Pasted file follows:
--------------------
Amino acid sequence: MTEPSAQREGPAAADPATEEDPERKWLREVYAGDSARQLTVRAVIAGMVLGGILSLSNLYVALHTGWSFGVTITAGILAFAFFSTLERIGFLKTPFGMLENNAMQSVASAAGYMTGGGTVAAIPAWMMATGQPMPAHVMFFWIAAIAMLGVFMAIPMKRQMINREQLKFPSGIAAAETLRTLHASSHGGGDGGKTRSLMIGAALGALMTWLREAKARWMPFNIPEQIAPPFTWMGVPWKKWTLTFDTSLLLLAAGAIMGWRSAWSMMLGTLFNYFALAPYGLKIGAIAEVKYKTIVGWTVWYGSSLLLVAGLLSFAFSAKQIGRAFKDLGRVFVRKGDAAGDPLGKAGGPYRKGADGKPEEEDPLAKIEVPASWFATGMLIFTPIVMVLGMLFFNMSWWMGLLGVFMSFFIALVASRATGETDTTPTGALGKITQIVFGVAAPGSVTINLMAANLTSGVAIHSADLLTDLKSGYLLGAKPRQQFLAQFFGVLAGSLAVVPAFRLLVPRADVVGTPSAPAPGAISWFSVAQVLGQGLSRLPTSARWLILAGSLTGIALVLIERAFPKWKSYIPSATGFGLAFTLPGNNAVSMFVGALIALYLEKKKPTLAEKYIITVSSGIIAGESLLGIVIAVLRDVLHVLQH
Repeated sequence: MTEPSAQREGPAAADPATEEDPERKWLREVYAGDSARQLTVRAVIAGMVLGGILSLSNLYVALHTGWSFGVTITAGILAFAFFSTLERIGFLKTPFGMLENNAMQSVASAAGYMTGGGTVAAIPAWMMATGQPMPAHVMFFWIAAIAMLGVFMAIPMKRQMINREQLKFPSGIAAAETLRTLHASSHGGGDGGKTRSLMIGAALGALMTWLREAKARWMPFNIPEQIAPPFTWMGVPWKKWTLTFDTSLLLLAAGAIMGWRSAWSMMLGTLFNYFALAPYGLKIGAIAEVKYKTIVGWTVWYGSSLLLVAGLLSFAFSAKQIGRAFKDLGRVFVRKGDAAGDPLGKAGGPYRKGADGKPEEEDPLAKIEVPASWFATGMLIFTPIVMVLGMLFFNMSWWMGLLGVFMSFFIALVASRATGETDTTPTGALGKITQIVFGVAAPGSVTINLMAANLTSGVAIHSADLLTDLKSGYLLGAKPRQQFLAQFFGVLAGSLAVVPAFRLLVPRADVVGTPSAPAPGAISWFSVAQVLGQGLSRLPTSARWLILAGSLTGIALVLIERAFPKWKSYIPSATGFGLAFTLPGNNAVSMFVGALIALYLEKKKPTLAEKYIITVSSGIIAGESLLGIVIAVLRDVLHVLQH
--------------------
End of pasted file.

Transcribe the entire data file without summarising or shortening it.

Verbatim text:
Amino acid sequence: MTEPSAQREGPAAADPATEEDPERKWLREVYAGDSARQLTVRAVIAGMVLGGILSLSNLYVALHTGWSFGVTITAGILAFAFFSTLERIGFLKTPFGMLENNAMQSVASAAGYMTGGGTVAAIPAWMMATGQPMPAHVMFFWIAAIAMLGVFMAIPMKRQMINREQLKFPSGIAAAETLRTLHASSHGGGDGGKTRSLMIGAALGALMTWLREAKARWMPFNIPEQIAPPFTWMGVPWKKWTLTFDTSLLLLAAGAIMGWRSAWSMMLGTLFNYFALAPYGLKIGAIAEVKYKTIVGWTVWYGSSLLLVAGLLSFAFSAKQIGRAFKDLGRVFVRKGDAAGDPLGKAGGPYRKGADGKPEEEDPLAKIEVPASWFATGMLIFTPIVMVLGMLFFNMSWWMGLLGVFMSFFIALVASRATGETDTTPTGALGKITQIVFGVAAPGSVTINLMAANLTSGVAIHSADLLTDLKSGYLLGAKPRQQFLAQFFGVLAGSLAVVPAFRLLVPRADVVGTPSAPAPGAISWFSVAQVLGQGLSRLPTSARWLILAGSLTGIALVLIERAFPKWKSYIPSATGFGLAFTLPGNNAVSMFVGALIALYLEKKKPTLAEKYIITVSSGIIAGESLLGIVIAVLRDVLHVLQH
Repeated sequence: MTEPSAQREGPAAADPATEEDPERKWLREVYAGDSARQLTVRAVIAGMVLGGILSLSNLYVALHTGWSFGVTITAGILAFAFFSTLERIGFLKTPFGMLENNAMQSVASAAGYMTGGGTVAAIPAWMMATGQPMPAHVMFFWIAAIAMLGVFMAIPMKRQMINREQLKFPSGIAAAETLRTLHASSHGGGDGGKTRSLMIGAALGALMTWLREAKARWMPFNIPEQIAPPFTWMGVPWKKWTLTFDTSLLLLAAGAIMGWRSAWSMMLGTLFNYFALAPYGLKIGAIAEVKYKTIVGWTVWYGSSLLLVAGLLSFAFSAKQIGRAFKDLGRVFVRKGDAAGDPLGKAGGPYRKGADGKPEEEDPLAKIEVPASWFATGMLIFTPIVMVLGMLFFNMSWWMGLLGVFMSFFIALVASRATGETDTTPTGALGKITQIVFGVAAPGSVTINLMAANLTSGVAIHSADLLTDLKSGYLLGAKPRQQFLAQFFGVLAGSLAVVPAFRLLVPRADVVGTPSAPAPGAISWFSVAQVLGQGLSRLPTSARWLILAGSLTGIALVLIERAFPKWKSYIPSATGFGLAFTLPGNNAVSMFVGALIALYLEKKKPTLAEKYIITVSSGIIAGESLLGIVIAVLRDVLHVLQH